• ‘Serving tea to the Dixon family in Mr Howard's sitting room showed a political touch which the Tories have lacked for the best part of a decade.’
    • ‘She applied an artistic touch and created a lifelike clay face meant to depict Tut on the day of his death.’
    • ‘And there's a nice political touch with dear Cherie handling the case.’
    • ‘We made American jazz standards but with a Cuban touch and influenced by bossa nova too.’
    • ‘He has more of a sure touch when dealing with pure retail.’
    • ‘The comic elements included in the play needed to be handled with a deft touch rather than a heavy hand too.’
    • ‘In contrast to his previous ability to be all things to all people, in his second period of office from 1950 he lost his political touch and managed to offend even his loyal supporters.’
    • ‘Success, even wild success, can be a fluke, but a lifetime of wild success requires a divine touch.’
    • ‘The woman's voice had been selected after tests with pilots showed that the feminine touch proved the most effective.’
    • ‘These two midfielders directed the game with an expert touch.’
    • ‘Craig David has been to Rishi's studio giving his single Spanish a bhangra touch, even managing to sing a verse in Punjabi that had been specially written for him.’
    influence, effect, hand, handling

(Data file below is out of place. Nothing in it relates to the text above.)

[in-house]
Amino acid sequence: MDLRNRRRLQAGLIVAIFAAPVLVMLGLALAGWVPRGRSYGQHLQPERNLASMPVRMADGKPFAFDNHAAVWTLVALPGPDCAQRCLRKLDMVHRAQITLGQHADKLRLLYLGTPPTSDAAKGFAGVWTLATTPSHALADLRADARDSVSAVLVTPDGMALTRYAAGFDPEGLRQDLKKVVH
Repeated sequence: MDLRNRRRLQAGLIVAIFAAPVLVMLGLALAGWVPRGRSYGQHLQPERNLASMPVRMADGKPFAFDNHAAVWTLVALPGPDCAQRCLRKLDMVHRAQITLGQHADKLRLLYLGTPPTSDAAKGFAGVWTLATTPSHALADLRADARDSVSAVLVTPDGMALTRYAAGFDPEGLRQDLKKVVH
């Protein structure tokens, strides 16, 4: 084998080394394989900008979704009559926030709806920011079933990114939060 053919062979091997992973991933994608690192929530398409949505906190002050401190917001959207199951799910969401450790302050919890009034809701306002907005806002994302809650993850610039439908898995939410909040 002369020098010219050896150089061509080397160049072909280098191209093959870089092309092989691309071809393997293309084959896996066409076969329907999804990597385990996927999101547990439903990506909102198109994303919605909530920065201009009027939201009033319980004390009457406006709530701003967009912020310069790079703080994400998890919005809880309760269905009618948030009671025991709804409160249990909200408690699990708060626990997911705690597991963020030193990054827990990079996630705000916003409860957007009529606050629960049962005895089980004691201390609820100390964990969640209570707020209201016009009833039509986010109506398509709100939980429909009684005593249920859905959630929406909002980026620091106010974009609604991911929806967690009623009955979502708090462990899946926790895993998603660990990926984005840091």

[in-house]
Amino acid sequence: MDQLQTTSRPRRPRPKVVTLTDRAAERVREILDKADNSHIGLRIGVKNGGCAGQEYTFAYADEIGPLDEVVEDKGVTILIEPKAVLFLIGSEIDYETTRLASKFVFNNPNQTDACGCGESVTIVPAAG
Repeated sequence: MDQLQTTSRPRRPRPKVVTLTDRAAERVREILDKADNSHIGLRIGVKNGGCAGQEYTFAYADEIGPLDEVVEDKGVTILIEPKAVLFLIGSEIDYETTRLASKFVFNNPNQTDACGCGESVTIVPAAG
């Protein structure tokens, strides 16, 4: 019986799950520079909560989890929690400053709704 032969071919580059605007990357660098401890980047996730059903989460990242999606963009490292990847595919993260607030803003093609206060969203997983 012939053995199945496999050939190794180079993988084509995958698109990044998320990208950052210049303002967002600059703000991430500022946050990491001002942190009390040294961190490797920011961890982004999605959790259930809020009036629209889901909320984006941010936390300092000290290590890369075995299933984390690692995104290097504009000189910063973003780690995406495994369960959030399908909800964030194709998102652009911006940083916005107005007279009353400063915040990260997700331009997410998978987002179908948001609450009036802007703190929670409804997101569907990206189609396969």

skill, skilfulness, expertise, dexterity, deftness, virtuosity, adroitness, adeptness, ability, talent, flair, facility, proficiency
    View synonyms
    1. 3.1 An ability to deal with something successfully:
      ‘getting caught looks so incompetent, as though we're losing our touch’
      • ‘Not having enough things that have annoyed me - perhaps I'm losing my touch?’
      • ‘He was a Pro Bowler in 2000 before really losing his touch, and that's when the fans and the media in Denver started coming down on him.’
      • ‘Her Irish temper was rising, and Logan was glad he hadn't lost the touch.’
      • ‘But there are signs that he could be losing his touch for self-promotion.’
      • ‘We have read through your report, and it's fairly obvious to us that you're losing your touch.’
      • ‘Rumours are starting to spread that he's losing his touch.’
      • ‘That meant one of two things: either she was losing her touch, or they'd upgraded their little bat-mobile.’
      • ‘If you've read this far and are asking that question, then I must be losing my touch, whatever little of it I had in the first place.’
      • ‘He really is losing his touch… it only took three hours to convince him to let me paint.’
      • ‘It failed and I had such a hard time figuring out what was wrong, I went through a stage of wondering whether I was losing my touch.’
      • ‘Late in the 2002 season, as Miami was in the midst of one of its annual collapses, both of these cornerbacks seemed to be losing their touch.’
      • ‘However, I'm going to shout that honestly, Rick, you are losing your touch.’
      • ‘Maybe you're not losing your touch; maybe you're simply losing interest.’
      • ‘I am usually very good about their tricks and jokes, but it seems I am losing my touch the more I stay away from people.’
      • ‘Either he was the only security I could see, or I was really losing my touch.’
      • ‘The Prime Minister, we are told, is losing his touch.’
      • ‘Ugh I think I'm losing my touch or something… that chapter was pretty awful eh?’